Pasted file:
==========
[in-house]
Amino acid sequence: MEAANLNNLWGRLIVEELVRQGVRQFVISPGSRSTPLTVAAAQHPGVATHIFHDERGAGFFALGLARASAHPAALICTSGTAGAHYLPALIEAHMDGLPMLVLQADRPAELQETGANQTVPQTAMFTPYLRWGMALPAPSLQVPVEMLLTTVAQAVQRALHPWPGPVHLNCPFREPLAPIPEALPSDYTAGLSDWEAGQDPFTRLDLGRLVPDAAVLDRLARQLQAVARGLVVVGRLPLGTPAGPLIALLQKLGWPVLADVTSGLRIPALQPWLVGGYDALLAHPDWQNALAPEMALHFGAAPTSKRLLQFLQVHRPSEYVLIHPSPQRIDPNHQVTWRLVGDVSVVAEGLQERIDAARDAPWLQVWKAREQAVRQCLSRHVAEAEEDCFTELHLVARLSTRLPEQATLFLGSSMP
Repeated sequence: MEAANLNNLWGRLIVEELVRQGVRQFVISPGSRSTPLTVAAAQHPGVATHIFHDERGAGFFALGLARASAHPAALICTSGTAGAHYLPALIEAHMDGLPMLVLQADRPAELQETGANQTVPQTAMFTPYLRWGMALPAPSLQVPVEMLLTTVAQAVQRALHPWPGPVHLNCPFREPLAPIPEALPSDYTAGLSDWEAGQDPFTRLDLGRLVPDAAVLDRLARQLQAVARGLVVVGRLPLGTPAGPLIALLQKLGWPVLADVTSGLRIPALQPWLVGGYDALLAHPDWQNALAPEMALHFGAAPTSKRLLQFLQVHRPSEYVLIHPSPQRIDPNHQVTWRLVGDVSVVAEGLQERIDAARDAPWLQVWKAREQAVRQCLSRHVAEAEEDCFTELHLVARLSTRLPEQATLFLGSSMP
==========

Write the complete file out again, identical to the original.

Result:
[in-house]
Amino acid sequence: MEAANLNNLWGRLIVEELVRQGVRQFVISPGSRSTPLTVAAAQHPGVATHIFHDERGAGFFALGLARASAHPAALICTSGTAGAHYLPALIEAHMDGLPMLVLQADRPAELQETGANQTVPQTAMFTPYLRWGMALPAPSLQVPVEMLLTTVAQAVQRALHPWPGPVHLNCPFREPLAPIPEALPSDYTAGLSDWEAGQDPFTRLDLGRLVPDAAVLDRLARQLQAVARGLVVVGRLPLGTPAGPLIALLQKLGWPVLADVTSGLRIPALQPWLVGGYDALLAHPDWQNALAPEMALHFGAAPTSKRLLQFLQVHRPSEYVLIHPSPQRIDPNHQVTWRLVGDVSVVAEGLQERIDAARDAPWLQVWKAREQAVRQCLSRHVAEAEEDCFTELHLVARLSTRLPEQATLFLGSSMP
Repeated sequence: MEAANLNNLWGRLIVEELVRQGVRQFVISPGSRSTPLTVAAAQHPGVATHIFHDERGAGFFALGLARASAHPAALICTSGTAGAHYLPALIEAHMDGLPMLVLQADRPAELQETGANQTVPQTAMFTPYLRWGMALPAPSLQVPVEMLLTTVAQAVQRALHPWPGPVHLNCPFREPLAPIPEALPSDYTAGLSDWEAGQDPFTRLDLGRLVPDAAVLDRLARQLQAVARGLVVVGRLPLGTPAGPLIALLQKLGWPVLADVTSGLRIPALQPWLVGGYDALLAHPDWQNALAPEMALHFGAAPTSKRLLQFLQVHRPSEYVLIHPSPQRIDPNHQVTWRLVGDVSVVAEGLQERIDAARDAPWLQVWKAREQAVRQCLSRHVAEAEEDCFTELHLVARLSTRLPEQATLFLGSSMP